I am Norwegian and answer this in a more general manner. As far as I know this applies to the UK too, as well as other Parliamentarian countries.
First, as @SleepingGod says, Independent is not a party. They are a bunch of people who do not agree on much except that the major established parties are no good. In this context, there is really no difference between an independent and a party holding a single seat.
Regardless, what matters is that the new PM "commands the respect of the house". This means that they must win a vote of the Parliament, called the investiture vote. In the UK there are 650 seats, but some are likely to abstain. The prospective PM needs more votes in favor than against.
If no party has a majority on their own, they need to form alliances.
Of course, this is easiest for the largest parties, so the custom is for her Majesty to ask the leader of the largest party first. However, even they have answer whether they have a majority alliance behind them. If they don't the second largest party is asked and so on. (If anybody lies, they will be found out in the actual vote. Much embarrassment will be had)
Of course, all this is a formality, her Majesty knows very well who has the required alliance and she will not start her interviews before the necessary deals have been made.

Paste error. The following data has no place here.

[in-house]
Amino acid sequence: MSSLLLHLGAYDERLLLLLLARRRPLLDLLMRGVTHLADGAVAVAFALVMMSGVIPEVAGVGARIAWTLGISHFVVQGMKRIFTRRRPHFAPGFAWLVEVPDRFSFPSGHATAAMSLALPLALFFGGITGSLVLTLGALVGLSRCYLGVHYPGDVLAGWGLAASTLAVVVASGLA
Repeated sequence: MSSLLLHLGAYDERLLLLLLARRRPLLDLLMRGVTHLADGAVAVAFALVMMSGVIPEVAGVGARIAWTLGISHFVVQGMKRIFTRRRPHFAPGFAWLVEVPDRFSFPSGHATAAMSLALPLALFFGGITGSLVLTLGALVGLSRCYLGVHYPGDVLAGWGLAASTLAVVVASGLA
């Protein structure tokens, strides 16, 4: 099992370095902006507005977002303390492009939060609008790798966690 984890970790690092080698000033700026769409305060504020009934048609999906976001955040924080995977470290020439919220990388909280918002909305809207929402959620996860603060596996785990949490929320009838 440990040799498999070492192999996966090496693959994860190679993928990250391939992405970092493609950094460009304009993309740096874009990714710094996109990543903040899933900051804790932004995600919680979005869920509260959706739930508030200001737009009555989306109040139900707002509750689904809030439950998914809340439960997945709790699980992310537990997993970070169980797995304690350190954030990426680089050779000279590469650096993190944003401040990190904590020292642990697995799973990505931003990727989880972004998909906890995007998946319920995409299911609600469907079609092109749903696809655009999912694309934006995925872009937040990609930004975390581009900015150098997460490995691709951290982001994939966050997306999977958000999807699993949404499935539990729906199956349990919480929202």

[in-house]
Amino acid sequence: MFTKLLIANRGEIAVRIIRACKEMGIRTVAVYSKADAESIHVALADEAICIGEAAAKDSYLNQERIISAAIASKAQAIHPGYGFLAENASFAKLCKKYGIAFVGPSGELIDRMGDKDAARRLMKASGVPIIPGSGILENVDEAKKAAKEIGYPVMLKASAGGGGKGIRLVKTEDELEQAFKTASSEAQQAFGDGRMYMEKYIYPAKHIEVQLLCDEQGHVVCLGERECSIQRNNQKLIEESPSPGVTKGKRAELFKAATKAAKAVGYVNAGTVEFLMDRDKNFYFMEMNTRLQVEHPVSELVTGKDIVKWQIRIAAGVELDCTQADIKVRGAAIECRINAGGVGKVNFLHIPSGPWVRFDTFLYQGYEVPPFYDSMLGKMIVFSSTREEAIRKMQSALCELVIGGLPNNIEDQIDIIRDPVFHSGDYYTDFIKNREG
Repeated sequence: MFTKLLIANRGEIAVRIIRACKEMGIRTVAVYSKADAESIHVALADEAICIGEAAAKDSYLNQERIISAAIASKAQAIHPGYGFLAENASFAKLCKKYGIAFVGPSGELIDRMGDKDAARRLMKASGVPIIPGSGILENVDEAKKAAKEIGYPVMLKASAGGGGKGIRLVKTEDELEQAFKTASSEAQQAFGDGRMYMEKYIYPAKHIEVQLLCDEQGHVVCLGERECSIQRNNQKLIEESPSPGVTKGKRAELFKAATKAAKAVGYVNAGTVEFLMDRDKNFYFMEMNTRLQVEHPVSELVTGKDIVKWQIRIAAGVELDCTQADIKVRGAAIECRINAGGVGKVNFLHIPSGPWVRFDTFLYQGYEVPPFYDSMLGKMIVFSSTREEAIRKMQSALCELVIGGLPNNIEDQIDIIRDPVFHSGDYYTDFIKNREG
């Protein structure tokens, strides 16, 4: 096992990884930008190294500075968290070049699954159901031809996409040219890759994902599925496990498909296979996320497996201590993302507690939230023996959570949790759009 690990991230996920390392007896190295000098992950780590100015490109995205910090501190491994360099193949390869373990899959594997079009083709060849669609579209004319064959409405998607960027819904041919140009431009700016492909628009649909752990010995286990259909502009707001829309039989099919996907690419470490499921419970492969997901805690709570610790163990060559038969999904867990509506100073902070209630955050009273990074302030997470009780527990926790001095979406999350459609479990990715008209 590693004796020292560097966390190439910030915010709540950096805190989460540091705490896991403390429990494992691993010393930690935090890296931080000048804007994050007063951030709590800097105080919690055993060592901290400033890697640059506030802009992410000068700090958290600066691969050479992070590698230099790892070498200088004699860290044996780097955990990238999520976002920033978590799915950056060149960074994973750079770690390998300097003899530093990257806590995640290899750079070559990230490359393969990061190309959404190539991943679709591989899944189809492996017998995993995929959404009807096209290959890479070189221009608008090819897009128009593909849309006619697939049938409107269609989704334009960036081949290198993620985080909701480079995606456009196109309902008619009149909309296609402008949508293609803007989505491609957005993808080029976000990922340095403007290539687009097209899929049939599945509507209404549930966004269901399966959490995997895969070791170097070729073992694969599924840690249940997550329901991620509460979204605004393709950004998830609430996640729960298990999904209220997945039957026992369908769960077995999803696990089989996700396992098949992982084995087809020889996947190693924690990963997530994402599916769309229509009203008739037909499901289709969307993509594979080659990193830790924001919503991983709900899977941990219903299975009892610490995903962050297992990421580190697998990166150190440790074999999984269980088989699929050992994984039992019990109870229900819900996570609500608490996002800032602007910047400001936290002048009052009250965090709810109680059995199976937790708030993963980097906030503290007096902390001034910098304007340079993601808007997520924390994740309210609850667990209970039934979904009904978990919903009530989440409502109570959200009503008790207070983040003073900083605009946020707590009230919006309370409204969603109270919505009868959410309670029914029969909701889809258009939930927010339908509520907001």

Now, what happens if nobody is able to form such an alliance? If enough minor party members refuse to ally with anybody?
In the UK and Norway, that has never happened... yet. Negotiation continue until eventually somebody gives in. Usually after getting support for some of their pet causes. However, there is always the next election.
In Belgium, they were without a cabinet for more than a year in 2010-11.
In Norway there was an interesting case in 2001 where the Prime Minister came from the fifth largest party at the time. Various ministers came from three parties, second, fifth and seventh by number of seats. The also needed the support from the third largest to get the majority, but they got no cabinet positions. They were might pissed off about it, but accepted the result as a Lesser Evil. (There were probably some other deals made that I don't remember)
I don't know UK politics well enough to know of similar cases there.